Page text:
Mocking Alexandria Ocasio-Cortez's trauma is really about covering for Trump's violent coup

There is a long history of dismissing the traumatic experiences of women and people of color as hysterical

By Sophia Tesfaye
February 2, 2021 6:00PM (UTC)
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Alexandria Ocasio-Cortez | Capitol Riot on January 6th, 2021 (Photo illustration by Salon/Getty Images)

Today wouldn't be Groundhog Day if we weren't all experiencing a collective sense of déjà vu. 

The House impeachment managers delivered an 80-page memo to the Senate on Tuesday ahead of next week's impeachment trial, which comes a little more than one year after Donald Trump's first impeachment trial. And right-wing pundits are again dismissing the bid to hold political bad actors accountable — this time piling on Democratic Rep. Alexandria Ocasio-Cortez's recounting of her fearful experience as a violent mob ransacked the Capitol on Jan. 6 to absolve Trump, and the larger right-wing media ecosphere, of responsibility for inciting the mob.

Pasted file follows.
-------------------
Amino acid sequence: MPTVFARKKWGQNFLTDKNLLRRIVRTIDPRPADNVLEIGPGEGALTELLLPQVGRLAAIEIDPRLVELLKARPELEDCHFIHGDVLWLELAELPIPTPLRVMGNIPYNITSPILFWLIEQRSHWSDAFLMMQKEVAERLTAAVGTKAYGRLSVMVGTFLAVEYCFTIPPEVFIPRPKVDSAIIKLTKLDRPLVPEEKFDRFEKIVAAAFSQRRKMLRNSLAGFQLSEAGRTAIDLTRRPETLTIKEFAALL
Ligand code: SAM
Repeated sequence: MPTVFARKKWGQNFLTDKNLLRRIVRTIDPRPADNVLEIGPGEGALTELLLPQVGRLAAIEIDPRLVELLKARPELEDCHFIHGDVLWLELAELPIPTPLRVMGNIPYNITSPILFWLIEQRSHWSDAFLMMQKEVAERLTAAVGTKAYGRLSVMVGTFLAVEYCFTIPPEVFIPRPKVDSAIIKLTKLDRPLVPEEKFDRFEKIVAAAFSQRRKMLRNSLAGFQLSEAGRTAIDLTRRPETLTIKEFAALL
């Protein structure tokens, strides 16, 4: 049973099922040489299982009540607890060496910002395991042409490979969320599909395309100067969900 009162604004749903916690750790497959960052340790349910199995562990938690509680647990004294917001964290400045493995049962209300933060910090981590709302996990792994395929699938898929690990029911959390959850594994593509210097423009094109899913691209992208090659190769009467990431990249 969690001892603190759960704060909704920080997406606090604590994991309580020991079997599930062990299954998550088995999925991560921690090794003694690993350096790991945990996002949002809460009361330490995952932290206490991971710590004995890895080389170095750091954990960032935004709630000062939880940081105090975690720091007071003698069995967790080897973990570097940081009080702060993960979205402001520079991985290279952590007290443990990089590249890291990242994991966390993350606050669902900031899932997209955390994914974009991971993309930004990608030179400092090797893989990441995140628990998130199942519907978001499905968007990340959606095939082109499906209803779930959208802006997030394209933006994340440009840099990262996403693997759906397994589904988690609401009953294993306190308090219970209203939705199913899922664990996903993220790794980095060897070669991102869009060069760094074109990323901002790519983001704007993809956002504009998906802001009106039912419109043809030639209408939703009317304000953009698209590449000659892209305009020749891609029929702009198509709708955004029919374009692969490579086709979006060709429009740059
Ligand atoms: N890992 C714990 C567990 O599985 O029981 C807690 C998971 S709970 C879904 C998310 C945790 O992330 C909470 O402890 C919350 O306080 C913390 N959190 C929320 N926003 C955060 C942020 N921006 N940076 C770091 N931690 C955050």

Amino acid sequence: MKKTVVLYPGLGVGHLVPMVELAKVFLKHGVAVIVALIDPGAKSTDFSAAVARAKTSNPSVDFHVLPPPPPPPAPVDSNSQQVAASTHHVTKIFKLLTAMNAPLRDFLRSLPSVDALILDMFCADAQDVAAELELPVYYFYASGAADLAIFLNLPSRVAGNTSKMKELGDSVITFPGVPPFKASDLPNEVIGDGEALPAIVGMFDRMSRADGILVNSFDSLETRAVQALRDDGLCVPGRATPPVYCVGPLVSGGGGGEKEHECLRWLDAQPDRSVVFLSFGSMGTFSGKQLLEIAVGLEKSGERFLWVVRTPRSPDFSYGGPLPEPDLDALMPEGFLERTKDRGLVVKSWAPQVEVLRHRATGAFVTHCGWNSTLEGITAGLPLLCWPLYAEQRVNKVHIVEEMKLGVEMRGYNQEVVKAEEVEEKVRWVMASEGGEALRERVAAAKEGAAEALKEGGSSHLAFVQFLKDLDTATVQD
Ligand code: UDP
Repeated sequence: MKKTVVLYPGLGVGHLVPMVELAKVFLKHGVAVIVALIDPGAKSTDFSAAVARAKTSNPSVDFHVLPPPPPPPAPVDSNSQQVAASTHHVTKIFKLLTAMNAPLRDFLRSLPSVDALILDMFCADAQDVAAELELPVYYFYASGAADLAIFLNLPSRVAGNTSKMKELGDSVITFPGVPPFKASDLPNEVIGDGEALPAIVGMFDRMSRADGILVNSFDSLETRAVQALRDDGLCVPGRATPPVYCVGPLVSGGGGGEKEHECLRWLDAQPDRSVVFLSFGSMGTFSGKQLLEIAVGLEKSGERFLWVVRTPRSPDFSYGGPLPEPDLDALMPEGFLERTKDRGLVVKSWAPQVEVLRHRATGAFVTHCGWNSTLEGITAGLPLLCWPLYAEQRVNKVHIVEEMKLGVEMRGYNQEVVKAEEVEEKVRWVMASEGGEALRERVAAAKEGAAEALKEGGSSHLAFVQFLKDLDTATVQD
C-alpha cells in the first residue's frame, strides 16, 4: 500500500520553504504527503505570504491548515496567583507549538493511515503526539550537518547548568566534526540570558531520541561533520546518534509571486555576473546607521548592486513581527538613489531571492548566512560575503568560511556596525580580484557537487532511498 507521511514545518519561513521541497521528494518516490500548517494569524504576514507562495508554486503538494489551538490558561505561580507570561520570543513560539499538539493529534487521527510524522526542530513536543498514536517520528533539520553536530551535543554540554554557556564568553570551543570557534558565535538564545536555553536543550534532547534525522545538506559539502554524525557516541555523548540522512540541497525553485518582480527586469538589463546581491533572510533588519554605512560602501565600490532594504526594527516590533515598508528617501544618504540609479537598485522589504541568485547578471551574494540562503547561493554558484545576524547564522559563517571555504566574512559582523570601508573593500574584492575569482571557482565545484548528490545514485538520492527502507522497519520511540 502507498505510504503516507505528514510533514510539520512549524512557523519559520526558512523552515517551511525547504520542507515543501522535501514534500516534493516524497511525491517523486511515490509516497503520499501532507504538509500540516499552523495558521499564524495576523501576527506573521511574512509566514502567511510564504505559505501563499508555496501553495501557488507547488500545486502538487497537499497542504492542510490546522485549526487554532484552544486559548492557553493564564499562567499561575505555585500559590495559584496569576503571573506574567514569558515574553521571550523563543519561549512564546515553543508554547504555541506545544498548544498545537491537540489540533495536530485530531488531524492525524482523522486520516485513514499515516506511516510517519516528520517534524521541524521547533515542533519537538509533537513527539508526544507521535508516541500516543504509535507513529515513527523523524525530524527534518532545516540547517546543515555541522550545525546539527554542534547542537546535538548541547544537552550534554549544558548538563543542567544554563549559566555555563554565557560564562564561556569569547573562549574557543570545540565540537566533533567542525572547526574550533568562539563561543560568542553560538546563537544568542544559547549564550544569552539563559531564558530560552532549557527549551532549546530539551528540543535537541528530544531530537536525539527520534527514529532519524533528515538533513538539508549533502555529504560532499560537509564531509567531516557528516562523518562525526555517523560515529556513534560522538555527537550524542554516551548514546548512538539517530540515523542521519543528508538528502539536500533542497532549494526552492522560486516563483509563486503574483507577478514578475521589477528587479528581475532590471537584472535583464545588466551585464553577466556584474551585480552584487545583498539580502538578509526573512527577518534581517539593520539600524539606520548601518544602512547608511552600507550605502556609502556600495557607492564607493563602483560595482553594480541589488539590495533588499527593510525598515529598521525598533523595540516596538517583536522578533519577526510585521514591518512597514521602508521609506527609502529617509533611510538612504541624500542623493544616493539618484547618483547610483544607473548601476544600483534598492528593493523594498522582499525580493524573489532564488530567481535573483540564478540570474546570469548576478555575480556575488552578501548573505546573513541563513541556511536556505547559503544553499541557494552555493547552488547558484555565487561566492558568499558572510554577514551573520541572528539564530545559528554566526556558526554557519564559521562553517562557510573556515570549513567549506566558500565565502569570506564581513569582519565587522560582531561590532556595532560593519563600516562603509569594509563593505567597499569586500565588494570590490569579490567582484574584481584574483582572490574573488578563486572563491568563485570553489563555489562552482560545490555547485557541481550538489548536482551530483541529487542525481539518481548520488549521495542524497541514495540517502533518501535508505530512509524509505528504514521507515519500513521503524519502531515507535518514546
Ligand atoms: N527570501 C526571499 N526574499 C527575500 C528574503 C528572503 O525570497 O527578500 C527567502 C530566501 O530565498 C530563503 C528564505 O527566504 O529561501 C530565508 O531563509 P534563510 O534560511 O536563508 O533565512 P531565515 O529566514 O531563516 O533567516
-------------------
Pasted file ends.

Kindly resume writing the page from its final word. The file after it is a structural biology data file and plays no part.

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Ocasio-Cortez took to Instagram Live on Monday evening to give her harrowing account of cowering in her congressional office in D.C., revealing for the first time that she is a survivor of sexual abuse, to explain why she believes her colleagues who egged on the Jan. 6 crowd with baseless accusations of election fraud — like Sen. Ted Cruz of Texas and Sen. Marsha Blackburn of Tennessee — should be held accountable. 

"The reason I'm getting emotional in this moment is because these folks who tell us to move on, that it's not a big deal, that we should forget what's happened, or even telling us to apologize — these are the same tactics of abusers. And I'm a survivor of sexual assault and I haven't told many people that in my life, but when we go through trauma, trauma compounds on each other," the congresswoman explained. 

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Ocasio-Cortez's colleagues have corroborated her fears.